Source: Reading Eagle

The state Department of Agriculture announced an industrial hemp research program Thursday that is already drawing criticism from advocates.

Four months after enacting a hemp law, the state released the application and guidelines to conduct pilot research projects that will help to determine opportunities for the growth, cultivation and marketing of hemp.Under the guidelines, a maximum of 30 projects will be selected for the 2017 growing season. For now, the department will only approve products or uses that would use hemp fiber or seed for industrial purposes.

A hemp advocate was outraged and said that the program did not go far enough in cultivating a hemp industry.”This is not what we expected this program to be,” said Erica McBride, a leader of the Pennsylvania Hemp Industry Council.The program does not address potential hemp uses such as animal feed or general commerce, McBride said. She is also administrative director of AgriNextusa, a company formed by Maidencreek Township businessman Geoff Whaling to grow hemp and develop products.”This program is absolutely worthless,” she said. “It does not help farmers. It is not going to help the industry.”Before issuing research permits, the department will require a $3,000 fee to cover administrative costs and project review.McBride said the $3,000 fee is also high in light of a 5-acre limit of acreage allowed for research. The research program also does not allow for production of hemp oil used for medical purposes such as seizures, something that AgriNextusa wants to do.”They’ve taken a well-intentioned piece of legislation and made it impotent,” McBride said. “There will be no hemp industry under this program.”State Sen. Judy Schwank, a Ruscombmanor Township Democrat and hemp law advocate, also took issue with the program as announced.”I was surprised too, and, frankly, disappointed,” Schwank said. “It was far more cautious than I anticipated.”Schwank said she also worries that the fee could be a barrier to farmers and higher education institutions getting involved in the industry.”Since we started a lot further behind the other states, I was hoping our program was going to be a lot more aggressive,” Schwank said. “Certainly, I’m going to be following up. I want to understand how we came to this place and what can be done to change it.”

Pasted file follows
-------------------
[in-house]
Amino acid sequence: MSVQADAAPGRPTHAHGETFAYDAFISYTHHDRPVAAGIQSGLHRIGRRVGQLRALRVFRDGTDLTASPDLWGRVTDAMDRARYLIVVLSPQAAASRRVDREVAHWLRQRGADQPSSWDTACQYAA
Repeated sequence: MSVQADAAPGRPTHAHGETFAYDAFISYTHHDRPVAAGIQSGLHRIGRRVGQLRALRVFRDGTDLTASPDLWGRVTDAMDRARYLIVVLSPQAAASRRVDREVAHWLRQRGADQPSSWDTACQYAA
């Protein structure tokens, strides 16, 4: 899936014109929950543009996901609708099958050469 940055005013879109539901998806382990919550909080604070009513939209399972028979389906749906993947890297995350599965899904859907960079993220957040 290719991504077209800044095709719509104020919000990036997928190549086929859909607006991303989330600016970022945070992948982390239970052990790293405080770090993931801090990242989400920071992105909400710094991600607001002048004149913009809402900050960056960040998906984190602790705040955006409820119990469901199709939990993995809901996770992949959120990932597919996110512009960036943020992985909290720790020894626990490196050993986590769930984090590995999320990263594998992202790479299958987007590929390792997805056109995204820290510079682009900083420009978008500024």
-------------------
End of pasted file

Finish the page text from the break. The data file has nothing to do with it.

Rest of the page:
‘A first step’

Bonnie J. McCann, a spokeswoman for the Agriculture Department, said the program is only beginning.

“We see this program as a promising opportunity for Pennsylvania, but for us to get it right and to be successful in the long-run, we have to learn to walk before we can run,” McCann said via email. “We have appreciated the work of the Hemp Council and other advocates who fought hard to pass this law, and we hope they recognize that the program unveiled today is only a first step. It outlines a program that we feel is manageable for a first-of-its-kind effort, and as we have said all along, we are fully committed to evaluating it and revising it if appropriate in future years.”McCann added: “Failing to get this program right in its first year is what could truly jeopardize industrial hemp’s future in Pennsylvania as a commercially viable crop – if future laws allow for commercial production.”

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